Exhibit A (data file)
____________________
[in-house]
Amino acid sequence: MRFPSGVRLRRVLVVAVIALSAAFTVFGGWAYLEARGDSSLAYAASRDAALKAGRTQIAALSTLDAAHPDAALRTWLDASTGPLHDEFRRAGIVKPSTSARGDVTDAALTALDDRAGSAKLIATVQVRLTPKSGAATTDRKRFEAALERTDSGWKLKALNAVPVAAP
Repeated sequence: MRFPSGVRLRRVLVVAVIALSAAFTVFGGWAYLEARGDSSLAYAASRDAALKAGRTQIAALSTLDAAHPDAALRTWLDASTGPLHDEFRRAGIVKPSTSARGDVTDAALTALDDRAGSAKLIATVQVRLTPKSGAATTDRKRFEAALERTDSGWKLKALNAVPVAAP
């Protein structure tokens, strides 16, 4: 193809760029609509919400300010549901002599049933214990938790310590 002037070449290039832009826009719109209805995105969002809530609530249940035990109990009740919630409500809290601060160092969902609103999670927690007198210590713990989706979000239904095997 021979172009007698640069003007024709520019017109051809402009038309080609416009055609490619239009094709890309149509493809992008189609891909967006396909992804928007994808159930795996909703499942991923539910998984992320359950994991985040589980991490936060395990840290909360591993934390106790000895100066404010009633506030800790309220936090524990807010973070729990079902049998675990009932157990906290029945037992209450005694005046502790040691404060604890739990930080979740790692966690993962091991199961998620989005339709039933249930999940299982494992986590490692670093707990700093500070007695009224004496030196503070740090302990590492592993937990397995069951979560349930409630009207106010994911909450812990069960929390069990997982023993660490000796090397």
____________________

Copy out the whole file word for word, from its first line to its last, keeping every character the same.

[in-house]
Amino acid sequence: MRFPSGVRLRRVLVVAVIALSAAFTVFGGWAYLEARGDSSLAYAASRDAALKAGRTQIAALSTLDAAHPDAALRTWLDASTGPLHDEFRRAGIVKPSTSARGDVTDAALTALDDRAGSAKLIATVQVRLTPKSGAATTDRKRFEAALERTDSGWKLKALNAVPVAAP
Repeated sequence: MRFPSGVRLRRVLVVAVIALSAAFTVFGGWAYLEARGDSSLAYAASRDAALKAGRTQIAALSTLDAAHPDAALRTWLDASTGPLHDEFRRAGIVKPSTSARGDVTDAALTALDDRAGSAKLIATVQVRLTPKSGAATTDRKRFEAALERTDSGWKLKALNAVPVAAP
């Protein structure tokens, strides 16, 4: 193809760029609509919400300010549901002599049933214990938790310590 002037070449290039832009826009719109209805995105969002809530609530249940035990109990009740919630409500809290601060160092969902609103999670927690007198210590713990989706979000239904095997 021979172009007698640069003007024709520019017109051809402009038309080609416009055609490619239009094709890309149509493809992008189609891909967006396909992804928007994808159930795996909703499942991923539910998984992320359950994991985040589980991490936060395990840290909360591993934390106790000895100066404010009633506030800790309220936090524990807010973070729990079902049998675990009932157990906290029945037992209450005694005046502790040691404060604890739990930080979740790692966690993962091991199961998620989005339709039933249930999940299982494992986590490692670093707990700093500070007695009224004496030196503070740090302990590492592993937990397995069951979560349930409630009207106010994911909450812990069960929390069990997982023993660490000796090397």